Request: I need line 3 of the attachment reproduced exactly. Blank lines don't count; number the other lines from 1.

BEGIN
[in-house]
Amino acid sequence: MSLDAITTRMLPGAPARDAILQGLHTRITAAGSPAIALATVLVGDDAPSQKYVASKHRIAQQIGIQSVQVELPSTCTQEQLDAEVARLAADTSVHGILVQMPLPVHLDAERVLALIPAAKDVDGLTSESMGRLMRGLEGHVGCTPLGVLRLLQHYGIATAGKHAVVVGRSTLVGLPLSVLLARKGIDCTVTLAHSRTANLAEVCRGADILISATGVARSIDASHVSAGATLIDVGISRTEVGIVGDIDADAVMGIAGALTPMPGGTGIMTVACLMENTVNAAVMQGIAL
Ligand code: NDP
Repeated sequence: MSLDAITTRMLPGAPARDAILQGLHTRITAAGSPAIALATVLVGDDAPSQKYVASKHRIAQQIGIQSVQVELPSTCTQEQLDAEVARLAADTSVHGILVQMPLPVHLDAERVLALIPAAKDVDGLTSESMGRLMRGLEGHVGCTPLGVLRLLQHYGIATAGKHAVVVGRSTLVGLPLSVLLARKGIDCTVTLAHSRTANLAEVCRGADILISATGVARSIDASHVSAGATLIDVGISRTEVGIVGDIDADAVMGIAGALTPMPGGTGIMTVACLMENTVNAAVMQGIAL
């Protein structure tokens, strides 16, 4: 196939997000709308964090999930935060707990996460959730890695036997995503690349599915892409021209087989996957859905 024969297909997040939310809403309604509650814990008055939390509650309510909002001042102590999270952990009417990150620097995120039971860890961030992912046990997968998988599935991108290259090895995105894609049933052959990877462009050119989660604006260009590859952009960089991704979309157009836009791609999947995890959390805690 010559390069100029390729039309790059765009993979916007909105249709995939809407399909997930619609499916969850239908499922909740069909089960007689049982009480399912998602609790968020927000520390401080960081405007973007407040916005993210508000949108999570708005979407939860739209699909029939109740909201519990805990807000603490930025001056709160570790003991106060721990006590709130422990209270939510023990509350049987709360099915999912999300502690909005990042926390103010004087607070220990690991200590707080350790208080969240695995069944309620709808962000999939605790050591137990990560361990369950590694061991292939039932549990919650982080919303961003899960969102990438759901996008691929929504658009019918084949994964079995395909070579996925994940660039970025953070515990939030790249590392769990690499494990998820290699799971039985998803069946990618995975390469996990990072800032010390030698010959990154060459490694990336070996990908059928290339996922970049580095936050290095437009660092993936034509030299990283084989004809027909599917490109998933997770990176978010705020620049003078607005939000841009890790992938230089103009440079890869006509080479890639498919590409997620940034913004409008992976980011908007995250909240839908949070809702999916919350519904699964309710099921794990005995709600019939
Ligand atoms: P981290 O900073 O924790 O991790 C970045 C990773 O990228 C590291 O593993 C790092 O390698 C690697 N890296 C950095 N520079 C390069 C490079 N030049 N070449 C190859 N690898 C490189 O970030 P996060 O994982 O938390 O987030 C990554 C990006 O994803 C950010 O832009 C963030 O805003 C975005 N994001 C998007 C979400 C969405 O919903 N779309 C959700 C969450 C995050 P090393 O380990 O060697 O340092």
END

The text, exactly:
Ligand code: NDP